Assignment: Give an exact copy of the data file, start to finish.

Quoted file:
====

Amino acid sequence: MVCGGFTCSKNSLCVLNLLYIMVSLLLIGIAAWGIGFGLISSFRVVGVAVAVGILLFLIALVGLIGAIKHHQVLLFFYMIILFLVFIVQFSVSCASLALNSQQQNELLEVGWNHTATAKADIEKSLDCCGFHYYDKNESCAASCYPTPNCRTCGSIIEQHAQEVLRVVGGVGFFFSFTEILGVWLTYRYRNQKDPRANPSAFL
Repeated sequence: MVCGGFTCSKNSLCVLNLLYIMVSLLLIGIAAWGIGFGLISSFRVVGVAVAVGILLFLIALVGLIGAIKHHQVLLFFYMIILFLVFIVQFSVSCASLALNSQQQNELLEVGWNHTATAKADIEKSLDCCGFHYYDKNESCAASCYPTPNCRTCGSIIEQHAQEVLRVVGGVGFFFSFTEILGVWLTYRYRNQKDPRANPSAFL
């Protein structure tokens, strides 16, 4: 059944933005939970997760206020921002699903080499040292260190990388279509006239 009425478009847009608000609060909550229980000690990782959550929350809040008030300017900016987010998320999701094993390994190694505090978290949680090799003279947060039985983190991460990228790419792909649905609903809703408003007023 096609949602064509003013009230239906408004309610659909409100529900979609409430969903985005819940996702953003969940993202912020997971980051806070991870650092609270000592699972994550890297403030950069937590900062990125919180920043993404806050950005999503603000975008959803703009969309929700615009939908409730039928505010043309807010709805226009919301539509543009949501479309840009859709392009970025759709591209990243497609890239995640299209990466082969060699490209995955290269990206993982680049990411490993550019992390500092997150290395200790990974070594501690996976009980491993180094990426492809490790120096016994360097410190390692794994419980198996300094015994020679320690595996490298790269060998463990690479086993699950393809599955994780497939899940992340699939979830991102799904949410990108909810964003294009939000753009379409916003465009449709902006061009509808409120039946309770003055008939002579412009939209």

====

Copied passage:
Amino acid sequence: MVCGGFTCSKNSLCVLNLLYIMVSLLLIGIAAWGIGFGLISSFRVVGVAVAVGILLFLIALVGLIGAIKHHQVLLFFYMIILFLVFIVQFSVSCASLALNSQQQNELLEVGWNHTATAKADIEKSLDCCGFHYYDKNESCAASCYPTPNCRTCGSIIEQHAQEVLRVVGGVGFFFSFTEILGVWLTYRYRNQKDPRANPSAFL
Repeated sequence: MVCGGFTCSKNSLCVLNLLYIMVSLLLIGIAAWGIGFGLISSFRVVGVAVAVGILLFLIALVGLIGAIKHHQVLLFFYMIILFLVFIVQFSVSCASLALNSQQQNELLEVGWNHTATAKADIEKSLDCCGFHYYDKNESCAASCYPTPNCRTCGSIIEQHAQEVLRVVGGVGFFFSFTEILGVWLTYRYRNQKDPRANPSAFL
């Protein structure tokens, strides 16, 4: 059944933005939970997760206020921002699903080499040292260190990388279509006239 009425478009847009608000609060909550229980000690990782959550929350809040008030300017900016987010998320999701094993390994190694505090978290949680090799003279947060039985983190991460990228790419792909649905609903809703408003007023 096609949602064509003013009230239906408004309610659909409100529900979609409430969903985005819940996702953003969940993202912020997971980051806070991870650092609270000592699972994550890297403030950069937590900062990125919180920043993404806050950005999503603000975008959803703009969309929700615009939908409730039928505010043309807010709805226009919301539509543009949501479309840009859709392009970025759709591209990243497609890239995640299209990466082969060699490209995955290269990206993982680049990411490993550019992390500092997150290395200790990974070594501690996976009980491993180094990426492809490790120096016994360097410190390692794994419980198996300094015994020679320690595996490298790269060998463990690479086993699950393809599955994780497939899940992340699939979830991102799904949410990108909810964003294009939000753009379409916003465009449709902006061009509808409120039946309770003055008939002579412009939209």